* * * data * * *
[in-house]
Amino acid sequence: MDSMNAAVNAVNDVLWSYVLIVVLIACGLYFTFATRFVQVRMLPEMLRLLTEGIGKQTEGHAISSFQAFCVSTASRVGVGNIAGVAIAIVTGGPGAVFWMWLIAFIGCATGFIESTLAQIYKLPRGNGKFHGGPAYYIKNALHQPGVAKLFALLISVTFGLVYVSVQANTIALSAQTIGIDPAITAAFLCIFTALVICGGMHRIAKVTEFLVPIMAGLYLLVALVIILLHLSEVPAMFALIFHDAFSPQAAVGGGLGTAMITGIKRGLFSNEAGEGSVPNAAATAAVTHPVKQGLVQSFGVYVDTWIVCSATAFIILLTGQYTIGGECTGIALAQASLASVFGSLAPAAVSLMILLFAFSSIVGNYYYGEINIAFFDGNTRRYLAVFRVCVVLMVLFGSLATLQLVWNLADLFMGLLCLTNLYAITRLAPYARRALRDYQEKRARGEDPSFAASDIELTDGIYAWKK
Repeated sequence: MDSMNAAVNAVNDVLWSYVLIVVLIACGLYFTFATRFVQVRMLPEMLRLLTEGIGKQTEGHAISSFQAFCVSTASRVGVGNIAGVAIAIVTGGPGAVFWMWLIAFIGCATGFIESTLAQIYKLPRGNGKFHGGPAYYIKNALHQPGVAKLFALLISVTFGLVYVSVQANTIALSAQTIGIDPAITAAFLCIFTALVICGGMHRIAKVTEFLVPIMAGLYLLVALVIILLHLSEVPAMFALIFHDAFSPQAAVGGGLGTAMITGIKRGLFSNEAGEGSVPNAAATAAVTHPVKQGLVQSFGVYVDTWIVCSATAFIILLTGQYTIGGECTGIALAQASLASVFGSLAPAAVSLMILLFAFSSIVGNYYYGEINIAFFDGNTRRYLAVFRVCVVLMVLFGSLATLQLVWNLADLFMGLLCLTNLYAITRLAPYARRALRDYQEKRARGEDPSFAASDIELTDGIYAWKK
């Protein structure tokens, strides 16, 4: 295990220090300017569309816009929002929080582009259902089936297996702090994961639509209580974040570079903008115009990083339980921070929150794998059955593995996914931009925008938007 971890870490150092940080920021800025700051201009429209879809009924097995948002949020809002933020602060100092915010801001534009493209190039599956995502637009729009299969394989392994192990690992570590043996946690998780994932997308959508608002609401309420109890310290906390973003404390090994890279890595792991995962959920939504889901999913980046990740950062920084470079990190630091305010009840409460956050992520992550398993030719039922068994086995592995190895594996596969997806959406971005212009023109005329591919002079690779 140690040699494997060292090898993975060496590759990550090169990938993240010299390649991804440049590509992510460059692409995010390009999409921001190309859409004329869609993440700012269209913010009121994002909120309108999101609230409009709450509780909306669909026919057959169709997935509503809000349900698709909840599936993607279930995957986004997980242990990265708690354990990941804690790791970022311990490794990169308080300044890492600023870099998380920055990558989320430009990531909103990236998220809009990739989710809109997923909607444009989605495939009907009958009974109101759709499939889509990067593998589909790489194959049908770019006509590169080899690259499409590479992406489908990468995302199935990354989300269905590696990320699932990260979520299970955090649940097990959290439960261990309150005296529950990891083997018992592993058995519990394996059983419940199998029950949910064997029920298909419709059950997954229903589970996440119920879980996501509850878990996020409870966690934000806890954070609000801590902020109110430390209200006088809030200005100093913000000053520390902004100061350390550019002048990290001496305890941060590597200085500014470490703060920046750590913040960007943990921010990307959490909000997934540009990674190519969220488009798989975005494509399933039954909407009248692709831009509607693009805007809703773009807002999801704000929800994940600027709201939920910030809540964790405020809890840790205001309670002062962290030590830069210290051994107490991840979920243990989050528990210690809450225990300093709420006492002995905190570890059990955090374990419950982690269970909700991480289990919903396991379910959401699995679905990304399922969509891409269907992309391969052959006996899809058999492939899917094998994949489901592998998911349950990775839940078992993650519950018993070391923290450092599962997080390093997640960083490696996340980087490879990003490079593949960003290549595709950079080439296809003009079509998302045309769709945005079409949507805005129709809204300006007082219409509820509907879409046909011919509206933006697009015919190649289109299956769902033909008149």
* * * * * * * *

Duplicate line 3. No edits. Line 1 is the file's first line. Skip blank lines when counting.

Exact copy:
Repeated sequence: MDSMNAAVNAVNDVLWSYVLIVVLIACGLYFTFATRFVQVRMLPEMLRLLTEGIGKQTEGHAISSFQAFCVSTASRVGVGNIAGVAIAIVTGGPGAVFWMWLIAFIGCATGFIESTLAQIYKLPRGNGKFHGGPAYYIKNALHQPGVAKLFALLISVTFGLVYVSVQANTIALSAQTIGIDPAITAAFLCIFTALVICGGMHRIAKVTEFLVPIMAGLYLLVALVIILLHLSEVPAMFALIFHDAFSPQAAVGGGLGTAMITGIKRGLFSNEAGEGSVPNAAATAAVTHPVKQGLVQSFGVYVDTWIVCSATAFIILLTGQYTIGGECTGIALAQASLASVFGSLAPAAVSLMILLFAFSSIVGNYYYGEINIAFFDGNTRRYLAVFRVCVVLMVLFGSLATLQLVWNLADLFMGLLCLTNLYAITRLAPYARRALRDYQEKRARGEDPSFAASDIELTDGIYAWKK